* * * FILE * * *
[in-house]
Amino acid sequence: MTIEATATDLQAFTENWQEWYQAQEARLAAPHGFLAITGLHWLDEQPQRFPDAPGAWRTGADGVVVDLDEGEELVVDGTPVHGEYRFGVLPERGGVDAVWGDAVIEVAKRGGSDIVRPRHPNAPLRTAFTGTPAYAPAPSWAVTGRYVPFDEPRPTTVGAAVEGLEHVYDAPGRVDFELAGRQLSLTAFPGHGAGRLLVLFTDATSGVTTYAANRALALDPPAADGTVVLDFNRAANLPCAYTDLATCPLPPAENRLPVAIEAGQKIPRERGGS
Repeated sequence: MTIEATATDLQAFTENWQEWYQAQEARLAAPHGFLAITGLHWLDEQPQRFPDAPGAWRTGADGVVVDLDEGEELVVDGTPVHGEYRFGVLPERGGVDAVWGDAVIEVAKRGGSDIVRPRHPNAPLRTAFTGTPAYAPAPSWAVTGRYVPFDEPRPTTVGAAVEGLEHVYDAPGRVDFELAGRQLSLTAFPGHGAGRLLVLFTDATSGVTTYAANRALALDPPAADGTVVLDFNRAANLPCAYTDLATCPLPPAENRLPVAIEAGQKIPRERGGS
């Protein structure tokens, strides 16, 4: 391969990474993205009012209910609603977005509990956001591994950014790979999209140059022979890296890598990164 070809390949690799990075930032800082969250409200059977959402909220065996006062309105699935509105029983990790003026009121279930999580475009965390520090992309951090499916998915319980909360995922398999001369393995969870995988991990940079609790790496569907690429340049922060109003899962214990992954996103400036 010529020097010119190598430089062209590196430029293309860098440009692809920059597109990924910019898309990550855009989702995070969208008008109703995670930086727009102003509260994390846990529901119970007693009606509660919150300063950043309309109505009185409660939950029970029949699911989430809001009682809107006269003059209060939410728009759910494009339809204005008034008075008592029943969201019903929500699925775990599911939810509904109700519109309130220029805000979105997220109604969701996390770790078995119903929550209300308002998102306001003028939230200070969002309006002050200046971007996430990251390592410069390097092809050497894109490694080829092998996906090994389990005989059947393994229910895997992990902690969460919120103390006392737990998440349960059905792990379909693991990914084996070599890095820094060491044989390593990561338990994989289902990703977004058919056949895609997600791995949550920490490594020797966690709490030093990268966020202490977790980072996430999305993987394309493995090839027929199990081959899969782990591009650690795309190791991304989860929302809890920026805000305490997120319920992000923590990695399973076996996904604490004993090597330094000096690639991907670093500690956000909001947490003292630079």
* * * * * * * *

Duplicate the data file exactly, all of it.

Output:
[in-house]
Amino acid sequence: MTIEATATDLQAFTENWQEWYQAQEARLAAPHGFLAITGLHWLDEQPQRFPDAPGAWRTGADGVVVDLDEGEELVVDGTPVHGEYRFGVLPERGGVDAVWGDAVIEVAKRGGSDIVRPRHPNAPLRTAFTGTPAYAPAPSWAVTGRYVPFDEPRPTTVGAAVEGLEHVYDAPGRVDFELAGRQLSLTAFPGHGAGRLLVLFTDATSGVTTYAANRALALDPPAADGTVVLDFNRAANLPCAYTDLATCPLPPAENRLPVAIEAGQKIPRERGGS
Repeated sequence: MTIEATATDLQAFTENWQEWYQAQEARLAAPHGFLAITGLHWLDEQPQRFPDAPGAWRTGADGVVVDLDEGEELVVDGTPVHGEYRFGVLPERGGVDAVWGDAVIEVAKRGGSDIVRPRHPNAPLRTAFTGTPAYAPAPSWAVTGRYVPFDEPRPTTVGAAVEGLEHVYDAPGRVDFELAGRQLSLTAFPGHGAGRLLVLFTDATSGVTTYAANRALALDPPAADGTVVLDFNRAANLPCAYTDLATCPLPPAENRLPVAIEAGQKIPRERGGS
């Protein structure tokens, strides 16, 4: 391969990474993205009012209910609603977005509990956001591994950014790979999209140059022979890296890598990164 070809390949690799990075930032800082969250409200059977959402909220065996006062309105699935509105029983990790003026009121279930999580475009965390520090992309951090499916998915319980909360995922398999001369393995969870995988991990940079609790790496569907690429340049922060109003899962214990992954996103400036 010529020097010119190598430089062209590196430029293309860098440009692809920059597109990924910019898309990550855009989702995070969208008008109703995670930086727009102003509260994390846990529901119970007693009606509660919150300063950043309309109505009185409660939950029970029949699911989430809001009682809107006269003059209060939410728009759910494009339809204005008034008075008592029943969201019903929500699925775990599911939810509904109700519109309130220029805000979105997220109604969701996390770790078995119903929550209300308002998102306001003028939230200070969002309006002050200046971007996430990251390592410069390097092809050497894109490694080829092998996906090994389990005989059947393994229910895997992990902690969460919120103390006392737990998440349960059905792990379909693991990914084996070599890095820094060491044989390593990561338990994989289902990703977004058919056949895609997600791995949550920490490594020797966690709490030093990268966020202490977790980072996430999305993987394309493995090839027929199990081959899969782990591009650690795309190791991304989860929302809890920026805000305490997120319920992000923590990695399973076996996904604490004993090597330094000096690639991907670093500690956000909001947490003292630079």